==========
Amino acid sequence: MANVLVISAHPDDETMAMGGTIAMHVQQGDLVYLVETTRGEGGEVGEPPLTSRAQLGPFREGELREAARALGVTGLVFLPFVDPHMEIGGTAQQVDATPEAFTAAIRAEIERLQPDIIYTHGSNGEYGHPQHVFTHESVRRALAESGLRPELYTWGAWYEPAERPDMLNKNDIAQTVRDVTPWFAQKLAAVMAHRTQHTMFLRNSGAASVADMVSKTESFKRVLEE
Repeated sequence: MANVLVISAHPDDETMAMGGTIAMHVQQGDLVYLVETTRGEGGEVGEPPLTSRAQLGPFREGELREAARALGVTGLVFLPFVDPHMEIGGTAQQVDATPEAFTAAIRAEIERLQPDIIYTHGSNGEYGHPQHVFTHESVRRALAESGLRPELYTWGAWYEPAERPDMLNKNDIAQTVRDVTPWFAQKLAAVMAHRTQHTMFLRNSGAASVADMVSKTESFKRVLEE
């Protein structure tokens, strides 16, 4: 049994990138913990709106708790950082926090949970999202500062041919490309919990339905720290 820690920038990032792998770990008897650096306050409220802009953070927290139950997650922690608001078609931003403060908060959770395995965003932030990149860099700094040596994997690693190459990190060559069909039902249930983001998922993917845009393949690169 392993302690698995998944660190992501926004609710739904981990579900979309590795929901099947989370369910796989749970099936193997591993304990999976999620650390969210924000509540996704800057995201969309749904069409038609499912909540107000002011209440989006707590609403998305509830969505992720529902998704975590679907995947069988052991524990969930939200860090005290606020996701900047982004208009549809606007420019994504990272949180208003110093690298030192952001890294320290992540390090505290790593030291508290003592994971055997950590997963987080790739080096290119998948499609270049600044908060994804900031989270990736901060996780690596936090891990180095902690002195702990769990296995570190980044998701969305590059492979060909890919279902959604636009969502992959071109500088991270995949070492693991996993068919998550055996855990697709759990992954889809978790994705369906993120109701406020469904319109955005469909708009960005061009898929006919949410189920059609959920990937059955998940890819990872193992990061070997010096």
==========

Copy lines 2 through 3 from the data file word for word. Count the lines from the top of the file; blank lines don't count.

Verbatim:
Repeated sequence: MANVLVISAHPDDETMAMGGTIAMHVQQGDLVYLVETTRGEGGEVGEPPLTSRAQLGPFREGELREAARALGVTGLVFLPFVDPHMEIGGTAQQVDATPEAFTAAIRAEIERLQPDIIYTHGSNGEYGHPQHVFTHESVRRALAESGLRPELYTWGAWYEPAERPDMLNKNDIAQTVRDVTPWFAQKLAAVMAHRTQHTMFLRNSGAASVADMVSKTESFKRVLEE
């Protein structure tokens, strides 16, 4: 049994990138913990709106708790950082926090949970999202500062041919490309919990339905720290 820690920038990032792998770990008897650096306050409220802009953070927290139950997650922690608001078609931003403060908060959770395995965003932030990149860099700094040596994997690693190459990190060559069909039902249930983001998922993917845009393949690169 392993302690698995998944660190992501926004609710739904981990579900979309590795929901099947989370369910796989749970099936193997591993304990999976999620650390969210924000509540996704800057995201969309749904069409038609499912909540107000002011209440989006707590609403998305509830969505992720529902998704975590679907995947069988052991524990969930939200860090005290606020996701900047982004208009549809606007420019994504990272949180208003110093690298030192952001890294320290992540390090505290790593030291508290003592994971055997950590997963987080790739080096290119998948499609270049600044908060994804900031989270990736901060996780690596936090891990180095902690002195702990769990296995570190980044998701969305590059492979060909890919279902959604636009969502992959071109500088991270995949070492693991996993068919998550055996855990697709759990992954889809978790994705369906993120109701406020469904319109955005469909708009960005061009898929006919949410189920059609959920990937059955998940890819990872193992990061070997010096």